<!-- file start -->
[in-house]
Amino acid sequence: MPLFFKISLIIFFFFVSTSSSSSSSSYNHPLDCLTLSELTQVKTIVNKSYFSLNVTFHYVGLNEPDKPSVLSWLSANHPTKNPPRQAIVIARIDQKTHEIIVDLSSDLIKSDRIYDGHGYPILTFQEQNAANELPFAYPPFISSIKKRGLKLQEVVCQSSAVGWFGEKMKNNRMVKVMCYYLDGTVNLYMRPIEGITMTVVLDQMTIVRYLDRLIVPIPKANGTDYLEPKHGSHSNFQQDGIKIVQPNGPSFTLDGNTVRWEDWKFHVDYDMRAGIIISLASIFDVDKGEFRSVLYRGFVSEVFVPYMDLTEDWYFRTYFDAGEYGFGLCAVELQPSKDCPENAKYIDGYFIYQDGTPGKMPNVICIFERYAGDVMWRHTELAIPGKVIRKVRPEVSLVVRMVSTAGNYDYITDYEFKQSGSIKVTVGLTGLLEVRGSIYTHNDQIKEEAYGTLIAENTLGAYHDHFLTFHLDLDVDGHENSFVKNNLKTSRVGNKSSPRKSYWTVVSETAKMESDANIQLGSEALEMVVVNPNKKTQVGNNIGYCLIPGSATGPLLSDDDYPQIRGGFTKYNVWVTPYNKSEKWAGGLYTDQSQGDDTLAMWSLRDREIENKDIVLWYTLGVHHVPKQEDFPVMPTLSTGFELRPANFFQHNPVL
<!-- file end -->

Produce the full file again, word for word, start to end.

[in-house]
Amino acid sequence: MPLFFKISLIIFFFFVSTSSSSSSSSYNHPLDCLTLSELTQVKTIVNKSYFSLNVTFHYVGLNEPDKPSVLSWLSANHPTKNPPRQAIVIARIDQKTHEIIVDLSSDLIKSDRIYDGHGYPILTFQEQNAANELPFAYPPFISSIKKRGLKLQEVVCQSSAVGWFGEKMKNNRMVKVMCYYLDGTVNLYMRPIEGITMTVVLDQMTIVRYLDRLIVPIPKANGTDYLEPKHGSHSNFQQDGIKIVQPNGPSFTLDGNTVRWEDWKFHVDYDMRAGIIISLASIFDVDKGEFRSVLYRGFVSEVFVPYMDLTEDWYFRTYFDAGEYGFGLCAVELQPSKDCPENAKYIDGYFIYQDGTPGKMPNVICIFERYAGDVMWRHTELAIPGKVIRKVRPEVSLVVRMVSTAGNYDYITDYEFKQSGSIKVTVGLTGLLEVRGSIYTHNDQIKEEAYGTLIAENTLGAYHDHFLTFHLDLDVDGHENSFVKNNLKTSRVGNKSSPRKSYWTVVSETAKMESDANIQLGSEALEMVVVNPNKKTQVGNNIGYCLIPGSATGPLLSDDDYPQIRGGFTKYNVWVTPYNKSEKWAGGLYTDQSQGDDTLAMWSLRDREIENKDIVLWYTLGVHHVPKQEDFPVMPTLSTGFELRPANFFQHNPVL